The jailing of a journalist for reporting on corruption is a worrying sign that the reform process has stalled
Without general elections, press freedom and the right to protest or exchange opinions, a society cannot be called a democracy.
Myanmar is facing a crucial test as it undertakes reforms that are supposed to bring about democracy. At this delicate juncture it cannot afford restrictions on freedom of the press or of expression. Unfortunately, such blocks to the country’s progress are occurring again and again.
Last month Ma Khine of the newspaper Daily Eleven was handed a three-month jail sentence for reporting on corruption in the country. A court in Kayah State convicted her of trespassing, using abusive language and defamation.
What she had actually been doing was trying to ensure a transparent system of governance – a basic requirement of democracy.
Myanmar has only recently emerged from decades of rule by a secretive military junta, under which corruption and abuse of power were rampant. With the country now touting democratic credentials, murky governance must be opened up to public examination. This is where the media have a vital role, exposing irregularities and wrongdoing to the public gaze.
President Thein Sein has championed reform since taking the helm in 2011. Under his watch, business and governance have become more transparent. The government has freed up political space for many, including the opposition. It has also gone some way to meeting its pledge to release all political prisoners.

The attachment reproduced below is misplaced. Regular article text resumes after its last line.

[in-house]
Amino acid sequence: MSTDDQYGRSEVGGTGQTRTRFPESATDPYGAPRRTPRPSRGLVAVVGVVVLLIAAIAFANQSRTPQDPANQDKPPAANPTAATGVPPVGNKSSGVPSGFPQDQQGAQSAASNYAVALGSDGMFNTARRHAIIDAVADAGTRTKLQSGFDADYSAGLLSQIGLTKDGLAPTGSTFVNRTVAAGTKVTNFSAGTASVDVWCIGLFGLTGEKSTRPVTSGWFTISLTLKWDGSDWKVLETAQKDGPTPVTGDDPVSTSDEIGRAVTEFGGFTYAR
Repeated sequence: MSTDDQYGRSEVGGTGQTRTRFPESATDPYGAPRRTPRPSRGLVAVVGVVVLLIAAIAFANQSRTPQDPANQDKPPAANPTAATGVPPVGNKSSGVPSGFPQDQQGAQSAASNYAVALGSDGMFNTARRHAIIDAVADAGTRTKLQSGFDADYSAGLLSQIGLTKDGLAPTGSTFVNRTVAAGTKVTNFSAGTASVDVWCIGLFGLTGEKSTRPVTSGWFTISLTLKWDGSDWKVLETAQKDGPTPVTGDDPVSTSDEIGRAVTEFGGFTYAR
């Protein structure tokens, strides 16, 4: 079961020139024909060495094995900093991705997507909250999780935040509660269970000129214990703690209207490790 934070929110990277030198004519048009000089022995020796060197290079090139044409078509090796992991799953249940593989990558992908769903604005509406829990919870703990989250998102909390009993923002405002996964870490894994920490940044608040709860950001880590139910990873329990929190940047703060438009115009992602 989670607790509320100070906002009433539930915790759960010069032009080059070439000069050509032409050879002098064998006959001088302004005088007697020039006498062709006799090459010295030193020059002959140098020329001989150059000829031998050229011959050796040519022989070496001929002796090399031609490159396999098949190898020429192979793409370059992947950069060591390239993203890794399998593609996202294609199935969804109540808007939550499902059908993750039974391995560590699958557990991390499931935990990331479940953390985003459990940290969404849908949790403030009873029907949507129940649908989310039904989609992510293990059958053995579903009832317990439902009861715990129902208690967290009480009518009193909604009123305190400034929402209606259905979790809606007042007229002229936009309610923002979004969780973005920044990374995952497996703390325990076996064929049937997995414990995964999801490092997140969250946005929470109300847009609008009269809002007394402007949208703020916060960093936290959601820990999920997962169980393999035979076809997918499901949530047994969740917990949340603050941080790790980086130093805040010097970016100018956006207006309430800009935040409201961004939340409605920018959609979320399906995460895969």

The media have also benefited from the reform, with a broader range of expression permitted. The authorities have abolished censorship and allowed the establishment of privately owned daily newspapers for the first time in five decades. Under the junta, journalists in Myanmar worked under some of the tightest restrictions in the world, subject to routine state surveillance, phone-tapping and rigid censorship.
It seems that old habits die hard. The post-junta administration has maintained a grip on the mass media, but by different means. Some publications have been sued for defamation by government agencies. Ma Khine, however, is the first reporter to have been jailed under Thein Sein’s rule. A lawyer she was interviewing for a story on corruption took offence at her questions and filed a defamation lawsuit.
Local and international media, as well as watchdogs such as the World Association of Newspapers and Reporters Without Borders, issued statements strongly condemning the prison sentence.
Last week in Yangon local journalists staged a rare protest to support their colleague. The right to information, they said, is the lifeblood of democracy. Imprisoning a journalist for doing her job was unjust and a threat to press freedom.
Of course, Ma Khine’s work might have insulted – even defamed –its target. But if its aim was for transparency in public life, it has value for democracy. Jail is too harsh a punishment for using insulting words. A country claiming to be on the road to democracy cannot throw people in jail just for using harsh words to tell the truth.